Wednesday, September 22, 2021
Finance

Draw downs, mortgage approvals continue to rise, finds BPFI

First-time buyers

In June, 5,203 mortgages were approved, a rise of more than 11% on the previous month and a rise of nearly 130% on the same month last year

The number of mortgage approvals and draw down continue to rise, according to the latest figures from Banking and Payment Federation Ireland (BPFI).

In June, 5,203 mortgages were approved, a rise of more than 11% on the previous month and a rise of nearly 130% on the same month last year.

First-time buyers (FTBs) were approved for 53% of the total volume of these new mortgages, while mover purchasers accounted for just over 24%.

Today’s figures also reveal that mortgages approved in June 2021 were valued at €1.276 billion ($1.50 billion), up 10% on the previous month and 138% on June 2020.

Meanwhile, the figures from BPFI also reveal a rise in the number of new mortgages draw down in the second quarter of the year. 9,625 new mortgages to the value of €2.2 billion ($2.59 billion) were draw down during this period – up 45% in volume and 52% in value on the same time last year.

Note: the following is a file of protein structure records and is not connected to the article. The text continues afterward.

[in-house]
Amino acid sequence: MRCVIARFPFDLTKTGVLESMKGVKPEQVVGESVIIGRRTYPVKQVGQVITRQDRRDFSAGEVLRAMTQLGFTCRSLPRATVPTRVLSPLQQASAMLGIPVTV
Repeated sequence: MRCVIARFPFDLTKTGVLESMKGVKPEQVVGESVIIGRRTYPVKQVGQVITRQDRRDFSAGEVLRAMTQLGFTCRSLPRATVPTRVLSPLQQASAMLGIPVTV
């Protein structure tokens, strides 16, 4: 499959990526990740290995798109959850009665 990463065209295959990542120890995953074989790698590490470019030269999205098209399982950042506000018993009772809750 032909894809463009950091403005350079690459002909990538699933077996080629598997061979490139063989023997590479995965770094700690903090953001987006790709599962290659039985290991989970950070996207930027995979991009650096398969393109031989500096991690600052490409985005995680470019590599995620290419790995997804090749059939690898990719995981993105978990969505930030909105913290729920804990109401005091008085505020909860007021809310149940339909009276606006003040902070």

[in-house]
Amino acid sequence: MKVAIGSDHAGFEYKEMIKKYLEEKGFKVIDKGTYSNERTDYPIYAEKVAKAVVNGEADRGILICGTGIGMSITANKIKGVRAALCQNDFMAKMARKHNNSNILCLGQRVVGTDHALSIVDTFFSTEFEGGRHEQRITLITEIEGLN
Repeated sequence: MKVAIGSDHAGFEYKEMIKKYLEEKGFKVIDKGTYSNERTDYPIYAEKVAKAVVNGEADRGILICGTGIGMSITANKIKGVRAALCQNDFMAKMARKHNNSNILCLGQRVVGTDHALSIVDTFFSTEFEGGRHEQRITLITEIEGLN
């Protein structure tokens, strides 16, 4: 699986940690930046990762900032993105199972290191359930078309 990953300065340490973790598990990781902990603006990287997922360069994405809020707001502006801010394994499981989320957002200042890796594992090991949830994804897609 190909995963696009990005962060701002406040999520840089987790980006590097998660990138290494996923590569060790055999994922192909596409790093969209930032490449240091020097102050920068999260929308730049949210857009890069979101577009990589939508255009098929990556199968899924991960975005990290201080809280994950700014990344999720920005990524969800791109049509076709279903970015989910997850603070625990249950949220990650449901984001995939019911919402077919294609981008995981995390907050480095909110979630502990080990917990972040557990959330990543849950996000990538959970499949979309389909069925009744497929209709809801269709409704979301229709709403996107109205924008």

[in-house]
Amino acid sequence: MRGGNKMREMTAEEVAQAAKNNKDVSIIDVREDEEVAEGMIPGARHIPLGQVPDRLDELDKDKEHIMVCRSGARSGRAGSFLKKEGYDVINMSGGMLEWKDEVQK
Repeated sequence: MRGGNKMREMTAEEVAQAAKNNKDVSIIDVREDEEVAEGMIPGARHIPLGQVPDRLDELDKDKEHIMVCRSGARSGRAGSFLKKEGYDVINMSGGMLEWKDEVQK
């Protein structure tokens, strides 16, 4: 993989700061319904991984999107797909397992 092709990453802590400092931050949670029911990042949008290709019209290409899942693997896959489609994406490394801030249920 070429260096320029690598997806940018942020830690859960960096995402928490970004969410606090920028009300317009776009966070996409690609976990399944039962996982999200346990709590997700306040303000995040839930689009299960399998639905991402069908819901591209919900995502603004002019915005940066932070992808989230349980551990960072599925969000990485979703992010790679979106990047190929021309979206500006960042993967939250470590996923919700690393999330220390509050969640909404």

This represents a rise of 5.9% in volume and 4.1% in value when compared with the previous quarter.

The figures show that FTBs remained the single largest segment by volume, at 50.9%, and by value at 51.2%.

The figures show that the value of FTB and mover purchase mortgages on secondhand properties both reached their highest second quarter levels since 2008.

Brian Hayes, Chief Executive of BPFI, said you can see the impact on Covid-19 restrictions on the types of properties on which mortgages are being draw down.

We can see the number of mortgage drawdowns on new properties grew 40.9% year on year in the second quarter of the year. However, mortgage drawdowns on second-hand properties grew faster at 50.6% by volume and 65.2% by value, he pointed out.

Mr Hayes said this underlines the limitations we have seen on the construction industry during the pandemic, which is having a clear impact on supply.

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